As it begins its pilot project in New Brunswick, SomaDetect has been validating the international demand for its product. The Fredericton AgTech company recently signed letters of intent with three-quarters of the 80 farmers it met with during a recent jaunt to Vermont.
Working with the Saint John sales-focused consultancy Momentum, SomaDetect CEO Bethany Deshpande made a four-day road trip to Vermont to assess the market for her product, which can quickly detect diseases in cows. Vermont is an interesting market for SomaDetect because it has 900 dairy farms, which is more than all of Atlantic Canada. What’s more, some of those farms are far bigger than what we have in Canada’s East Coast.
“A farm with 400 to 600 cows is a big farm in Atlantic Canada,” said Deshpande in a Thursday phone interview, which she conducted while monitoring a milking machine in New Brunswick. “But in Vermont, we met people with 5,000 cows and that’s a different market than what we have here.”
The trip validated Deshpande’s belief that SomaDetect can find a market beyond Atlantic Canada. In four days she met with 80 farmers and 60 of them signed letters of intent to buy the product once it’s on the market. That’s 6 percent of the state’s dairy industry, bagged in a four-day trip.
Momentum focused on building a sales funnel of dairy farmers from Maine, Vermont and New York state, and secured support from economic development agencies in each state. Its team built the contact lists and executed a mission to these states securing signed letters of interest in SomaDetect’s technology.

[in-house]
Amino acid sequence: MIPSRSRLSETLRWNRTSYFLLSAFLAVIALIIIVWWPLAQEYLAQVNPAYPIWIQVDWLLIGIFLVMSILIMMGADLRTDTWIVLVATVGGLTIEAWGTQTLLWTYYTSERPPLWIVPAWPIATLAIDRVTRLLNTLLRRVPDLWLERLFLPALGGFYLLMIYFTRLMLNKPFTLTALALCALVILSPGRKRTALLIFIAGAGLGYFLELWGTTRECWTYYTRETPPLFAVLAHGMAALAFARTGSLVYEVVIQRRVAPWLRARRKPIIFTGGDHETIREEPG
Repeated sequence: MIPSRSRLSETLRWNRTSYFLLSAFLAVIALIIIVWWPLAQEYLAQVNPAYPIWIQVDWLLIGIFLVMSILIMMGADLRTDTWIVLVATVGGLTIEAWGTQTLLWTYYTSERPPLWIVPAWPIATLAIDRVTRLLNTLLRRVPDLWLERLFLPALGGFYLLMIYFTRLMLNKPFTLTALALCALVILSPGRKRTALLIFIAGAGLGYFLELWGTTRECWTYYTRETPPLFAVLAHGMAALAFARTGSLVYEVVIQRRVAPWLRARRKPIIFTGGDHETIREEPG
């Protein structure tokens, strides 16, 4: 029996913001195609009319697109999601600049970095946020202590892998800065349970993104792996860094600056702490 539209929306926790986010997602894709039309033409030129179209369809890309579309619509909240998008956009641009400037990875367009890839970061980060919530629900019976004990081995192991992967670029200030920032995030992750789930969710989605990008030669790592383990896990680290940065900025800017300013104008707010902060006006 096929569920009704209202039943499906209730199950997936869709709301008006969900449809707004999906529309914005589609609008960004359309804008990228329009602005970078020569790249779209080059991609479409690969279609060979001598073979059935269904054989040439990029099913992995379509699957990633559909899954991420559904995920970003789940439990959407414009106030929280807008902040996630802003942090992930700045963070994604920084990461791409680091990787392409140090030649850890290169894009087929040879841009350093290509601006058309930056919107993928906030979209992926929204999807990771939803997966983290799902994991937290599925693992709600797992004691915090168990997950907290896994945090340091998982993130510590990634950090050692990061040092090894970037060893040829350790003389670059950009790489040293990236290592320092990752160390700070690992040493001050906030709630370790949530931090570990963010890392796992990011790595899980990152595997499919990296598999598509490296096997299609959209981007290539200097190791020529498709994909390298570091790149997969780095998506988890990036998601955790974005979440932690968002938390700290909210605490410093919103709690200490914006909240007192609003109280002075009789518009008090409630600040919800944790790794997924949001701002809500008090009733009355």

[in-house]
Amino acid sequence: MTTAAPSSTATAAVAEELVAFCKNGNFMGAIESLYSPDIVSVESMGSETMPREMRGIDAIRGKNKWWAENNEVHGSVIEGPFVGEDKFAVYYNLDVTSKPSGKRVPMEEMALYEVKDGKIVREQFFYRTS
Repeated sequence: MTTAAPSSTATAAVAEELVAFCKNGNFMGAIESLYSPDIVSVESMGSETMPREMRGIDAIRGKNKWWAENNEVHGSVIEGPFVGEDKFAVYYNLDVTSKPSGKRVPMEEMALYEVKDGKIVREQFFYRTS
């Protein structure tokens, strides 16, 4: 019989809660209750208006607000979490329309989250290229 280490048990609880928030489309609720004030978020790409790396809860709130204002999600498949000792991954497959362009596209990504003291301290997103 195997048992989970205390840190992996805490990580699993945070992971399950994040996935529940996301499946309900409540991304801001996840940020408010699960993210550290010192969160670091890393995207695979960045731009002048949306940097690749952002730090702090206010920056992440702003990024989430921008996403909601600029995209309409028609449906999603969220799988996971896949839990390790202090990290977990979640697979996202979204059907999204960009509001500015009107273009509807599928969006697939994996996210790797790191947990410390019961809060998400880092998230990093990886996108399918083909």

The trip came as SomaDetect – which won the $180,000 second-place prize in the New Brunswick Innovation Foundation’s Breakthru competition this year – began its pilot project. The installation of a device in a New Brunswick farm came two months ahead of schedule.
“Feedback gained from the pilot project will be used to further develop and commercialize our technology,” said Deshpande in a press release. “Once the sensor is commercially ready, Vermont will be a key state to springboard SomaDetect into the U.S. market.”
SomaDetect helps dairy farmers check the health of their herd quickly, accurately and precisely while testing the quality of their milk.
Deshpande’s patented technology sends a laser beam through the milk as each cow is milked, instantly recording the fat content and somatic cell count, both of which indicate the presence of the disease mastitis and the quality of the milk. The farmer has the data instantly for each cow twice a day.
By catching the disease early enough, SomaDetect can prevent mastitis disease from moving through the herd, save the lives of some cows, and reduce the amount of antibiotics used by dairy farmers. The product also captures each farm’s data in the cloud, which can produce reports in real time for the farmer.
Deshpande is looking to Vermont and Maine – which she can drive to in a few hours – to be beachhead states for the company’s advance into the U.S. market. And the validation in Vermont is timely as it comes as the company is working on a fundraising round with a target of $2 million.
“SomaDetect is aiming to be New Brunswick’s next big agro-tech success story,” Deshpande said. “We are excited about what the future brings, and about the interest we have from dairy farmers here.”